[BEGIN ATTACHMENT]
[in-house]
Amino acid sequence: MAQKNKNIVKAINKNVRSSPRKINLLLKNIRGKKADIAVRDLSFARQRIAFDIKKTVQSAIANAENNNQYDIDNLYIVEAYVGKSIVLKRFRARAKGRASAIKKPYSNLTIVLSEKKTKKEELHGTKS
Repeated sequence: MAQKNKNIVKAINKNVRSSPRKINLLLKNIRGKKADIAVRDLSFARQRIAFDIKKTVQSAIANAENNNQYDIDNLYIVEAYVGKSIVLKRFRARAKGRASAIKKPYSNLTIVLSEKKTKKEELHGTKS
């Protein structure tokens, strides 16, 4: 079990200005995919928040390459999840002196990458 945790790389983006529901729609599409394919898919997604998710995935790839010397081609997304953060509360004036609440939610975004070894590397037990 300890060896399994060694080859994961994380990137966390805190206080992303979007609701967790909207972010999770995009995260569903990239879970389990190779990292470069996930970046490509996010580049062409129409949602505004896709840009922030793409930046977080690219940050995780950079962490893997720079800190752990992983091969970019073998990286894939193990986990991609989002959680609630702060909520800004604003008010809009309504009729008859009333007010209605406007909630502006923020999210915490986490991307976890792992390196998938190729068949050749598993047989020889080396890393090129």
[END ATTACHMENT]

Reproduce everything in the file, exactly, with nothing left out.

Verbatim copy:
[in-house]
Amino acid sequence: MAQKNKNIVKAINKNVRSSPRKINLLLKNIRGKKADIAVRDLSFARQRIAFDIKKTVQSAIANAENNNQYDIDNLYIVEAYVGKSIVLKRFRARAKGRASAIKKPYSNLTIVLSEKKTKKEELHGTKS
Repeated sequence: MAQKNKNIVKAINKNVRSSPRKINLLLKNIRGKKADIAVRDLSFARQRIAFDIKKTVQSAIANAENNNQYDIDNLYIVEAYVGKSIVLKRFRARAKGRASAIKKPYSNLTIVLSEKKTKKEELHGTKS
């Protein structure tokens, strides 16, 4: 079990200005995919928040390459999840002196990458 945790790389983006529901729609599409394919898919997604998710995935790839010397081609997304953060509360004036609440939610975004070894590397037990 300890060896399994060694080859994961994380990137966390805190206080992303979007609701967790909207972010999770995009995260569903990239879970389990190779990292470069996930970046490509996010580049062409129409949602505004896709840009922030793409930046977080690219940050995780950079962490893997720079800190752990992983091969970019073998990286894939193990986990991609989002959680609630702060909520800004604003008010809009309504009729008859009333007010209605406007909630502006923020999210915490986490991307976890792992390196998938190729068949050749598993047989020889080396890393090129």